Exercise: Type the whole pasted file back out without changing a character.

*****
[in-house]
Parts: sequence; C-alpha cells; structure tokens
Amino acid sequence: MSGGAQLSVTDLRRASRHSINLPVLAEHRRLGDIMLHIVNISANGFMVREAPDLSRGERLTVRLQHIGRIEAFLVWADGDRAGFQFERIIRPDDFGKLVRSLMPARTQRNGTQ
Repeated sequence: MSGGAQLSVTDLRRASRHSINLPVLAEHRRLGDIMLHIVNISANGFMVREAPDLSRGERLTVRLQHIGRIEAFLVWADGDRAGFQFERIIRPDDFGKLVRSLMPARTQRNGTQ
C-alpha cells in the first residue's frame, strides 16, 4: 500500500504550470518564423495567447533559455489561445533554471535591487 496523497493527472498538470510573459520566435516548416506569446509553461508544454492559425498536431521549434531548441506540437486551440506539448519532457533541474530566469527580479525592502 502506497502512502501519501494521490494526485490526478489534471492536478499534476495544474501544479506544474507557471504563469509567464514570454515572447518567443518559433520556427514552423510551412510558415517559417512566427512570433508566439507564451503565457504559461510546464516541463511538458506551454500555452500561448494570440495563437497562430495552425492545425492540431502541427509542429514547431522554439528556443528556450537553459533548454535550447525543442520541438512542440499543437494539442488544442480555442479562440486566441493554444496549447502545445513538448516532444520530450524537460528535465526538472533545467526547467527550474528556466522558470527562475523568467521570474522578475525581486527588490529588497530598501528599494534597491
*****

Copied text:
[in-house]
Parts: sequence; C-alpha cells; structure tokens
Amino acid sequence: MSGGAQLSVTDLRRASRHSINLPVLAEHRRLGDIMLHIVNISANGFMVREAPDLSRGERLTVRLQHIGRIEAFLVWADGDRAGFQFERIIRPDDFGKLVRSLMPARTQRNGTQ
Repeated sequence: MSGGAQLSVTDLRRASRHSINLPVLAEHRRLGDIMLHIVNISANGFMVREAPDLSRGERLTVRLQHIGRIEAFLVWADGDRAGFQFERIIRPDDFGKLVRSLMPARTQRNGTQ
C-alpha cells in the first residue's frame, strides 16, 4: 500500500504550470518564423495567447533559455489561445533554471535591487 496523497493527472498538470510573459520566435516548416506569446509553461508544454492559425498536431521549434531548441506540437486551440506539448519532457533541474530566469527580479525592502 502506497502512502501519501494521490494526485490526478489534471492536478499534476495544474501544479506544474507557471504563469509567464514570454515572447518567443518559433520556427514552423510551412510558415517559417512566427512570433508566439507564451503565457504559461510546464516541463511538458506551454500555452500561448494570440495563437497562430495552425492545425492540431502541427509542429514547431522554439528556443528556450537553459533548454535550447525543442520541438512542440499543437494539442488544442480555442479562440486566441493554444496549447502545445513538448516532444520530450524537460528535465526538472533545467526547467527550474528556466522558470527562475523568467521570474522578475525581486527588490529588497530598501528599494534597491